Tropical Storm Nicholas is already leaving a trail of destruction across parts of Texas, bringing lashing rains and winds — while also threatening to unleash potentially deadly flash floods further along the Gulf Coast.
Nicholas made landfall in Texas’ Matagorda Peninsula, about 30 miles southwest of Houston, early Tuesday as a Category 1 hurricane before being downgraded to the tropical storm.
The storm, packing maximum sustained winds of 75 mph, has already caused widespread damage and flooding in the state’s southeast.
Video footage shows the roof of some CITGO gas-station pumps collapsing from strong winds.
Images have also emerged of 4-foot-high storm surges and widespread flooding in League City and Galveston.
Powerlines were brought down along the coast, too, and debris was scattered throughout Houston.
The storm has already knocked out power to more than 480,000 customers in Texas and over 93,000 in Louisiana, according to Poweroutage.US.
The National Hurricane Center has issued an advisory warning that the heavy rains could result in life-threatening flash floods across the Texas coast, Louisiana and southern Mississippi.
Nearly all of Texas’ coastline remains under a tropical-storm warning.
The storm was about 10 miles southeast of Houston with maximum sustained winds of 45 mph as of 10 a.m. Tuesday, according to the National Hurricane Center.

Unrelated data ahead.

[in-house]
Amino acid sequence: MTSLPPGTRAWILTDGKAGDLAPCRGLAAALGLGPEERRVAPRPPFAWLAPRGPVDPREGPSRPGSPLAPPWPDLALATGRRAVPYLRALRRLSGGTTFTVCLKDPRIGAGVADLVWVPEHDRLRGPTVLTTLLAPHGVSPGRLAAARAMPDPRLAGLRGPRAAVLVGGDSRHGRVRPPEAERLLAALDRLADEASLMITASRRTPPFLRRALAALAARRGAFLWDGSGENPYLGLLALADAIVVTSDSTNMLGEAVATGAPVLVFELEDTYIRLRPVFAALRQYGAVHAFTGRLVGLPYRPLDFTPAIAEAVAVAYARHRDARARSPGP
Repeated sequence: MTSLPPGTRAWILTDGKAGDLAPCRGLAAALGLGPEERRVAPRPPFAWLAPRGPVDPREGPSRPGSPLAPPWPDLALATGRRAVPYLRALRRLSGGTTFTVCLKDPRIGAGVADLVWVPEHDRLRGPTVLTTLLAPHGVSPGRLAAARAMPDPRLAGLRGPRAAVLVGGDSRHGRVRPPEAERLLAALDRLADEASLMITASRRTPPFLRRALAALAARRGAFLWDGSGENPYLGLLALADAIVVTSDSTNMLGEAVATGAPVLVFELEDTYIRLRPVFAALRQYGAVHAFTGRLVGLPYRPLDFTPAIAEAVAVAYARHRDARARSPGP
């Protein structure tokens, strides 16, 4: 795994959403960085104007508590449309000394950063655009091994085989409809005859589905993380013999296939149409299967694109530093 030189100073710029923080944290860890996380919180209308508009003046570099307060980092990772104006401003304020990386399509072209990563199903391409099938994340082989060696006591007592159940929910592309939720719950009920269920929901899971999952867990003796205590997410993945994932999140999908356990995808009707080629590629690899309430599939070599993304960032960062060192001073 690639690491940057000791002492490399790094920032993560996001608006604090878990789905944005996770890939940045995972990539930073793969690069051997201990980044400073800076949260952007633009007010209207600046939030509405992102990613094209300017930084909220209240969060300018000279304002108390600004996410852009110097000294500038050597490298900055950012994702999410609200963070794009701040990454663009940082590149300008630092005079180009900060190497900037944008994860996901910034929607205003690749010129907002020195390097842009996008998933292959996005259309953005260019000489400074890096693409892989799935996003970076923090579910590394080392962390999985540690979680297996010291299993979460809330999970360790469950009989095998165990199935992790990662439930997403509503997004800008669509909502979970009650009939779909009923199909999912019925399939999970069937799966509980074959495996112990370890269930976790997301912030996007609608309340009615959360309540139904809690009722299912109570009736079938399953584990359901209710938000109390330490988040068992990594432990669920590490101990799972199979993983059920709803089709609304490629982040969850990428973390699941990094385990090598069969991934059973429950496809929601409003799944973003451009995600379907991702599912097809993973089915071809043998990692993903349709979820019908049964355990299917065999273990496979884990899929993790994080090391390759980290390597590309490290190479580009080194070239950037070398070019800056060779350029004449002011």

Six to 12 inches of rain is expected on the middle and upper Texas coast, while parts of southeast Texas could see 4 to 8 inches in the coming days.
Galveston has already seen nearly 14 inches of rain from Nicholas, while Houston has reported more than 6 inches.
Forecasters expect the storm to weaken to a tropical depression by Tuesday night as it moves slowly over southeastern Texas and into southwestern Louisiana on Wednesday.
The National Weather Service warned a tornado or two may be possible Tuesday along the upper Texas and southwest Louisiana coasts.
Officials in Houston feared that heavy rain Tuesday could inundate streets and flood homes across the city.
Houston Mayor Sylvester Turner said authorities have already deployed high-water rescue vehicles and erected barricades at more than 40 flood-prone locations.
With Post Wires